Advanced material technology company Primaloft has announced that its Primaloft Bio fibres are now renewable in a circular economy, after third-party testing proved the polyester fibres were capable of being chemically recycled. This recycling process breaks down polyester to its basic components so that it can be re-used in new material. Primaloft Bio fibres are made from 100 per cent post-consumer recycled material and are said to break down when exposed to specific environments – such as a landfill or the ocean. The company says it has now enhanced this to be more attractive to the naturally-occurring microbes found in these environments, so that they eat away at the fibres at a faster rate, returning the fabric or insulation to natural elements.

These fibres will, according to Primaloft, only biodegrade when exposed to these naturally-occurring microbes in landfills or bodies of water, meaning the insulation or fabric should remain highly durable throughout its usable lifecycle in a garment.

Primaloft President and CEO Mike Joyce said, “The intention of Primaloft Bio was always to address the eventual end of life of a garment in an impactful way, while finding a solution for the industry-wide microplastics issue. Biodegradability is an end of life solution that works in harmony with the circularity model. With the ability to renew our fibres, we are changing the conversation to circularity. Circular economies are the next frontier in sustainability and we have proven our capabilities in this space.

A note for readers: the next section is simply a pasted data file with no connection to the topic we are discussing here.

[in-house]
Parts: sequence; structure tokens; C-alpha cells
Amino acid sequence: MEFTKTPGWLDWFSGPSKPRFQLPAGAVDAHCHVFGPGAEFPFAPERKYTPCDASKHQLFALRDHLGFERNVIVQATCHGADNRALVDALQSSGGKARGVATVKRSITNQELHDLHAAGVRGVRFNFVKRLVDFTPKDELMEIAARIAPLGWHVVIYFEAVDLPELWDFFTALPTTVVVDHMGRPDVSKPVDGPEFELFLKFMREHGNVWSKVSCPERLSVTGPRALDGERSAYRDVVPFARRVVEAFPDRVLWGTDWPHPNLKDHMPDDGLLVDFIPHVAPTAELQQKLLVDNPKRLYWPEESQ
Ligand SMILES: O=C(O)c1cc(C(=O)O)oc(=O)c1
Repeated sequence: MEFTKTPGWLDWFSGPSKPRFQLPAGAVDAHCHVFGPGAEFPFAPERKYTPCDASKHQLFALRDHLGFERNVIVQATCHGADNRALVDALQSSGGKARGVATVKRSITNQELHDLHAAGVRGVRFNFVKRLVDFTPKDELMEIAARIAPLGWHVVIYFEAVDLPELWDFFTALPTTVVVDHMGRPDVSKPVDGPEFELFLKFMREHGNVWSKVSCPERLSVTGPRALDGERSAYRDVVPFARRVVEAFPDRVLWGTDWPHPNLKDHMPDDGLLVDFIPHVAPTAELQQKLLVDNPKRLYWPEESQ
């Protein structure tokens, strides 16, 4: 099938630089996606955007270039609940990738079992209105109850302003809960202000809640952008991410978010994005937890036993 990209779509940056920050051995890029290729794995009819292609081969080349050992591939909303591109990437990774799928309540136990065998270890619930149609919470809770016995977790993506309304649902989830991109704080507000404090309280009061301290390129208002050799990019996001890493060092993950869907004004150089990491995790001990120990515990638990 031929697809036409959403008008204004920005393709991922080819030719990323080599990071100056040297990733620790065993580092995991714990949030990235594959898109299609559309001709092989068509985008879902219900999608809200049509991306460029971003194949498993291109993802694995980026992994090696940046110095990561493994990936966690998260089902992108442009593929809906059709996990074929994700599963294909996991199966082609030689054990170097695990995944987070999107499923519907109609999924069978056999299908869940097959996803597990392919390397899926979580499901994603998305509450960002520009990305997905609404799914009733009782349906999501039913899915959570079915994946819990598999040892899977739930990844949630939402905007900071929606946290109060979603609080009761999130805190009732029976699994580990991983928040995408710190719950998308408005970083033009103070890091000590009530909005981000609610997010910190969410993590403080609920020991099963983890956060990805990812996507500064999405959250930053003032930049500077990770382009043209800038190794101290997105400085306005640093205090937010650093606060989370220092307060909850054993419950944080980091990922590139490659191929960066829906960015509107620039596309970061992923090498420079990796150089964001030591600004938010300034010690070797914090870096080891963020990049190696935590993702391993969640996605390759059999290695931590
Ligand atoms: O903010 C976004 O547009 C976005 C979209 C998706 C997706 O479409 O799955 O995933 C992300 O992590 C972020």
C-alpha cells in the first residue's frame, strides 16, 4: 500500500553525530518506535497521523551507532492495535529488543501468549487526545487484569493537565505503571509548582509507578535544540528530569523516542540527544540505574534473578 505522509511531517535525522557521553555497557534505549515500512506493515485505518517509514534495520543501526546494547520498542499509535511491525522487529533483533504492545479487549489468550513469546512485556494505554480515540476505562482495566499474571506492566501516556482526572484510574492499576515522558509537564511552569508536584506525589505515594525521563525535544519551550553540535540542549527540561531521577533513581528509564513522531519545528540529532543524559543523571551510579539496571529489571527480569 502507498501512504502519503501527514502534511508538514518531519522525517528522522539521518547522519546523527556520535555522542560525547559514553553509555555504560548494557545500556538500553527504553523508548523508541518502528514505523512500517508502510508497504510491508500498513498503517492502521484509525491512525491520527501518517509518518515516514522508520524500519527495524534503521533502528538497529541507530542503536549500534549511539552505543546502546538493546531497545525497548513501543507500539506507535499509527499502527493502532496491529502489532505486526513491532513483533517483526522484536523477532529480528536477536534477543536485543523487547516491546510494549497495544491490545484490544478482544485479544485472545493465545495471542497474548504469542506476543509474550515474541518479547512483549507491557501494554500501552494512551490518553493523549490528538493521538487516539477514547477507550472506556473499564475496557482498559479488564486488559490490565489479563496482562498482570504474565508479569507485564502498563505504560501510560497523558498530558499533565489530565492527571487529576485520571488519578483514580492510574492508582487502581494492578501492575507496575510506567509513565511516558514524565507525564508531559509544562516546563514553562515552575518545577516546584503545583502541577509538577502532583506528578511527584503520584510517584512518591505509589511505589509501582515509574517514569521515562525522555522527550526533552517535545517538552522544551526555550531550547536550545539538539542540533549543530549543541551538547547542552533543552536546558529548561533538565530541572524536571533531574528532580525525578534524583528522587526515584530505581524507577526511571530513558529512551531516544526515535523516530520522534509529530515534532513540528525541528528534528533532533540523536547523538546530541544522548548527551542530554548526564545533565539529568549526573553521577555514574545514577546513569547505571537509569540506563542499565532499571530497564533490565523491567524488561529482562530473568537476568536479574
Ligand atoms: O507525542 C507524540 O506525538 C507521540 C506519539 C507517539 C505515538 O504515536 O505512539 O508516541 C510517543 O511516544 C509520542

“We have been using recycled polyester fibres sourced from plastic bottles in our products since 2007. Through this traditional mechanical recycling process, new high-performance material can be created. However, this method cannot be used repeatedly without eventually sacrificing the performance characteristics of the polyester and continuing to use additional natural resources. That’s why PrimaLoft searched for new ways to close the system,” he concluded.